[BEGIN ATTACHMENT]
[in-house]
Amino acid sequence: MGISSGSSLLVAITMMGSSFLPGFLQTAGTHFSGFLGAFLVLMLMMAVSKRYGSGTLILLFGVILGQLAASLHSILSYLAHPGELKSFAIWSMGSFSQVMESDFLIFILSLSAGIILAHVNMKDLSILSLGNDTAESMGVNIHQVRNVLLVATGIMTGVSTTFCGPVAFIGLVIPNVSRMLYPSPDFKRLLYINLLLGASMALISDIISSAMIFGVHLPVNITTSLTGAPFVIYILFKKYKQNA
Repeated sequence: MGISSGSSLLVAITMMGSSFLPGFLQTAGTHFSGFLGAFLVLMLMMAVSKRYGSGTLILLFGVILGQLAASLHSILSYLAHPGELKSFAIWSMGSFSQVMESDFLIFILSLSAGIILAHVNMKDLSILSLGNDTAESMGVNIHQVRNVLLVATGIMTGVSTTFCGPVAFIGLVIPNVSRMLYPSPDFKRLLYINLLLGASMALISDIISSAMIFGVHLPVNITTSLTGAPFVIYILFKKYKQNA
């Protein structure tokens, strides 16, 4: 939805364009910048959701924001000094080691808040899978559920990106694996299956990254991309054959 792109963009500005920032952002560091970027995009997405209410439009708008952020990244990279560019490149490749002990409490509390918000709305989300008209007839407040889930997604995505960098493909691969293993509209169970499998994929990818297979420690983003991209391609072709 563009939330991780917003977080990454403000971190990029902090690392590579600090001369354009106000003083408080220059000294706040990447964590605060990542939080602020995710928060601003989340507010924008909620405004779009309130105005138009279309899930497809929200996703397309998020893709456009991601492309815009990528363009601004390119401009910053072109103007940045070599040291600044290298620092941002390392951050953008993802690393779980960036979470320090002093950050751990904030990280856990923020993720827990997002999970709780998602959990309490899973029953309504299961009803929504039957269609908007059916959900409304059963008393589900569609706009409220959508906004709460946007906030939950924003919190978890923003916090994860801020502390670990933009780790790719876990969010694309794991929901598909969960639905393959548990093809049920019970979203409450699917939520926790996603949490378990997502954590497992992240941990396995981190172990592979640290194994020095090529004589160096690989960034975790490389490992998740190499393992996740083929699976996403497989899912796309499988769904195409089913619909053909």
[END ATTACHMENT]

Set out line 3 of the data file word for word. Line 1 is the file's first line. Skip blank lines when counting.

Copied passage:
Repeated sequence: MGISSGSSLLVAITMMGSSFLPGFLQTAGTHFSGFLGAFLVLMLMMAVSKRYGSGTLILLFGVILGQLAASLHSILSYLAHPGELKSFAIWSMGSFSQVMESDFLIFILSLSAGIILAHVNMKDLSILSLGNDTAESMGVNIHQVRNVLLVATGIMTGVSTTFCGPVAFIGLVIPNVSRMLYPSPDFKRLLYINLLLGASMALISDIISSAMIFGVHLPVNITTSLTGAPFVIYILFKKYKQNA